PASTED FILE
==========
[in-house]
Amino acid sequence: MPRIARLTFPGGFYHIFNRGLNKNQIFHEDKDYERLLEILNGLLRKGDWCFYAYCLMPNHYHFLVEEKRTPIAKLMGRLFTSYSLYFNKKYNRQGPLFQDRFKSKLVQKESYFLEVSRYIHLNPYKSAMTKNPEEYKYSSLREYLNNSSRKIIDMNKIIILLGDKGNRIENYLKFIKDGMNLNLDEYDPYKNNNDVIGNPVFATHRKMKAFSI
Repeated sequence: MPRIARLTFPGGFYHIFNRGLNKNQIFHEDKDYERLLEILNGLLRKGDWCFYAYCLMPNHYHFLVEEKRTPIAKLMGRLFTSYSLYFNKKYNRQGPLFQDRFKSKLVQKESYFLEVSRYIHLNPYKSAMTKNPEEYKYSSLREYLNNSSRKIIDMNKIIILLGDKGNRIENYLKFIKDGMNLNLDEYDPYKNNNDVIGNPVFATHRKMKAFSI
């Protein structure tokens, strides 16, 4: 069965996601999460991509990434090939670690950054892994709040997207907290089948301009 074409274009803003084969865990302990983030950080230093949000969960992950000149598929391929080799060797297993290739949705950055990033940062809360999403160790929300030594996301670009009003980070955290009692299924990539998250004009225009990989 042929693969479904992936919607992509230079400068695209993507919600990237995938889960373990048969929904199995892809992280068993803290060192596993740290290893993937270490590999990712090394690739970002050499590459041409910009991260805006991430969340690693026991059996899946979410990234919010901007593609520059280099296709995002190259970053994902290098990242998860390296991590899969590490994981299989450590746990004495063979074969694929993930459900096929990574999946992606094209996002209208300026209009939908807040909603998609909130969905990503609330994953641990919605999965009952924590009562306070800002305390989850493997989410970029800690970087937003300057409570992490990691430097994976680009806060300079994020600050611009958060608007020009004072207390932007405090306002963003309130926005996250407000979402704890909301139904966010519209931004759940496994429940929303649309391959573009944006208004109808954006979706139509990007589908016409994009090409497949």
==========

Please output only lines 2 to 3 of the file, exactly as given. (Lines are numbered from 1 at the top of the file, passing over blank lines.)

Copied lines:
Amino acid sequence: MPRIARLTFPGGFYHIFNRGLNKNQIFHEDKDYERLLEILNGLLRKGDWCFYAYCLMPNHYHFLVEEKRTPIAKLMGRLFTSYSLYFNKKYNRQGPLFQDRFKSKLVQKESYFLEVSRYIHLNPYKSAMTKNPEEYKYSSLREYLNNSSRKIIDMNKIIILLGDKGNRIENYLKFIKDGMNLNLDEYDPYKNNNDVIGNPVFATHRKMKAFSI
Repeated sequence: MPRIARLTFPGGFYHIFNRGLNKNQIFHEDKDYERLLEILNGLLRKGDWCFYAYCLMPNHYHFLVEEKRTPIAKLMGRLFTSYSLYFNKKYNRQGPLFQDRFKSKLVQKESYFLEVSRYIHLNPYKSAMTKNPEEYKYSSLREYLNNSSRKIIDMNKIIILLGDKGNRIENYLKFIKDGMNLNLDEYDPYKNNNDVIGNPVFATHRKMKAFSI